E. Earl Durnell

Eugene Earl Durnell, 80, of Cabool, Missouri, passed away on July 12, 2016. He was the last surviving member of his parents’ family. He was born on December 4, 1935, the youngest child of Trevor and Verbal Durnell. Earl’s siblings were Amo, Fred, Grover, Maderine, Maxine, and his twin sister Pearl.

He spent his life as a rancher, logger, dairyman, cattleman, farmer, patriot, and farmer’s advocate. His love of the land and livestock and his responsibility as their steward shaped nearly every day of his life. Earl was a third-generation farmer. His great-grandparents began farming in Cabool, Missouri, on an 80-acre homestead. His parents raised him on a nearby farm, and after Earl married Emily, the love of his life, in 1974, he bought both farms and additional land for a total of 534 acres. Earl then worked this land into a farm of over 1,600 acres in three counties, including three Missouri Century farms.
 
Earl was educated for eight years in the Ozark County School District and graduated from Cabool High School in 1954. He then attended Missouri State College for two years, where he deepened his passion of economics, history, and mathematics.

Earl was a columnist for the Springfield newspaper for several years, and having strong political views, ran for Congress as a farmer’s advocate.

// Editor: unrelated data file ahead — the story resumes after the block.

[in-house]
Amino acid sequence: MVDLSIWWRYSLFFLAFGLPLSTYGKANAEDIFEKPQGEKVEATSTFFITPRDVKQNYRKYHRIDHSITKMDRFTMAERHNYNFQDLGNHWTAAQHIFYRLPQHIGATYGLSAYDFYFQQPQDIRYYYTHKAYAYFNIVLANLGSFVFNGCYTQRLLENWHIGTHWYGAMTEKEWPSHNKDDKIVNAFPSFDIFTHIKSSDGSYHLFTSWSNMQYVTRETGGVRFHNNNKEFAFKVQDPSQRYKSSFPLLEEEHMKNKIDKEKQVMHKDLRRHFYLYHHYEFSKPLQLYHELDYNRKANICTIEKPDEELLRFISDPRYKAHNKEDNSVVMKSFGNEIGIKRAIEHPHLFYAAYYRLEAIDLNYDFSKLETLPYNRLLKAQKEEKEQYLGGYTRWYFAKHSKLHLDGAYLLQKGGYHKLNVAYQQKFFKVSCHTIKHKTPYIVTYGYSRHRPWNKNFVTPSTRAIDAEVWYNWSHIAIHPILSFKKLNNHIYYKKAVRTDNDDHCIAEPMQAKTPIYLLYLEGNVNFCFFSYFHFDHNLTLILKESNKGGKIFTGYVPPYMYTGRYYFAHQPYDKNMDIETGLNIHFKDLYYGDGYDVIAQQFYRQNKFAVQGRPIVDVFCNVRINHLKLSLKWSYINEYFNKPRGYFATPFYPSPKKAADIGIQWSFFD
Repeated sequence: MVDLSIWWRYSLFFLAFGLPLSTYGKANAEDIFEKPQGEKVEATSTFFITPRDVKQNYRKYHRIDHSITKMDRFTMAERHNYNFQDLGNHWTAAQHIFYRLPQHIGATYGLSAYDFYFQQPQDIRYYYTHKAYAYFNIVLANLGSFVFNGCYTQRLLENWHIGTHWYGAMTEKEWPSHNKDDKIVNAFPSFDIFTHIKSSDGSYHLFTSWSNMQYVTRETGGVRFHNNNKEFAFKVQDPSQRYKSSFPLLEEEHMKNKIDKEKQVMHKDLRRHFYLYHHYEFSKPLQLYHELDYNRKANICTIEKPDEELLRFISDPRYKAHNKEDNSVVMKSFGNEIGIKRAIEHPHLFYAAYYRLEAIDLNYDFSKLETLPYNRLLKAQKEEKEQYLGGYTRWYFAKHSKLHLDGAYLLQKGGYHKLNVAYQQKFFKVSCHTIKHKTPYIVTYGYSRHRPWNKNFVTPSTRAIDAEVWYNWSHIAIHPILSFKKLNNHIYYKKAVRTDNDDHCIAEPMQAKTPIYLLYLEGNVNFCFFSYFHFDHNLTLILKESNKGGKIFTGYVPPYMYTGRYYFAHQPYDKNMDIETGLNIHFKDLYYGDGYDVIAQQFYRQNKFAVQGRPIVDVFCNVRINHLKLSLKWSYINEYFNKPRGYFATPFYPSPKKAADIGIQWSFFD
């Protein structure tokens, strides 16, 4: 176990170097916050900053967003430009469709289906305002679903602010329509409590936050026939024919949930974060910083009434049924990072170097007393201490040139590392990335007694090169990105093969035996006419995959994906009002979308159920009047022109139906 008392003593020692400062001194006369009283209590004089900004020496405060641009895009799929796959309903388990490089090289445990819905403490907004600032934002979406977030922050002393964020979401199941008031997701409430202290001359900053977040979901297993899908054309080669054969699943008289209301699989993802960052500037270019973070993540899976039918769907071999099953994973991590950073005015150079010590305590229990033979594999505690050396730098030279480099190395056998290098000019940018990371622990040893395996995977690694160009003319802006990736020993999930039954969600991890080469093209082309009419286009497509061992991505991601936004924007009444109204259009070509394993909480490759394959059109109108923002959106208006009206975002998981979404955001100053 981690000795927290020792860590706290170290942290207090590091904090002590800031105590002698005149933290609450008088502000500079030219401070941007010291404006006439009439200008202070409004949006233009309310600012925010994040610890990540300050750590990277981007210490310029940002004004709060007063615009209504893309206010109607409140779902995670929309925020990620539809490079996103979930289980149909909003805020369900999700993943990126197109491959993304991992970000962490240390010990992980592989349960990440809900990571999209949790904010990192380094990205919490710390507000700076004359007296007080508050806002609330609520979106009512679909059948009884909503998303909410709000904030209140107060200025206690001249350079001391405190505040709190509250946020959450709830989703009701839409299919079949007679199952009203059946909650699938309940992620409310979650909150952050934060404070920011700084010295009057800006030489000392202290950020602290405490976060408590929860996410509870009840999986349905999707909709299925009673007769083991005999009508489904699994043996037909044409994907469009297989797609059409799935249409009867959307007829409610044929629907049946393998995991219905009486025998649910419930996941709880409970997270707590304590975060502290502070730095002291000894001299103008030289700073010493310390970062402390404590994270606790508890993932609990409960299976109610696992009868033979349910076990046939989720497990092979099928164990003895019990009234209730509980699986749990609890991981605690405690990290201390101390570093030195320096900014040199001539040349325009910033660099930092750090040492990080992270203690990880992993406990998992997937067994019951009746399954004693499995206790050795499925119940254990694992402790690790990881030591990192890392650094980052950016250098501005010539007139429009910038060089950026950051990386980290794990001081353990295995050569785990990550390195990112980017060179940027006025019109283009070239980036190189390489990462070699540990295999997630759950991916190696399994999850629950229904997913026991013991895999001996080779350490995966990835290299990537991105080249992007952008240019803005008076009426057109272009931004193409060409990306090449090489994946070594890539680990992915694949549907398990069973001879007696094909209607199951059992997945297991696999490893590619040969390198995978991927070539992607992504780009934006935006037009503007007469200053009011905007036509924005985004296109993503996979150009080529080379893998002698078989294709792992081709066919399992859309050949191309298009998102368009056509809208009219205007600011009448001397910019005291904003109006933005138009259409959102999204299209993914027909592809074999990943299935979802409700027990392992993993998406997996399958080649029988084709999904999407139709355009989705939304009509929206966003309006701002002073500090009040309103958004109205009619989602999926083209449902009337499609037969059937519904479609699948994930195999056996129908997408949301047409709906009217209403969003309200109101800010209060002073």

He and Emily were avid square dancers for several years and were featured in Smithsonian magazine.

He is survived by his wife of 43 years, Emily Gaye (Spencer) Johnson; his son, Philip Durnell; daughters Theresa Wood and Cheryl; three stepchildren, Kathleen Woelfersheim, Connie Colton and Daniel Johnson; and many grandchildren.
 
Services were held at 11:00 a.m. Monday, July 18, 2016, at the funeral chapel with Rev. Terry Brown officiating. Pallbearers were A.J. Aldridge, B.J. Aldridge, Nathaniel Johnson, Christopher Johnson, Mark Evans and Mike Evans. Interment was in Cabool Cemetery under the direction of Elliott-Gentry-Carder Funeral Home of Cabool. Online condolences may be made at www.egcfuneralhome.com.

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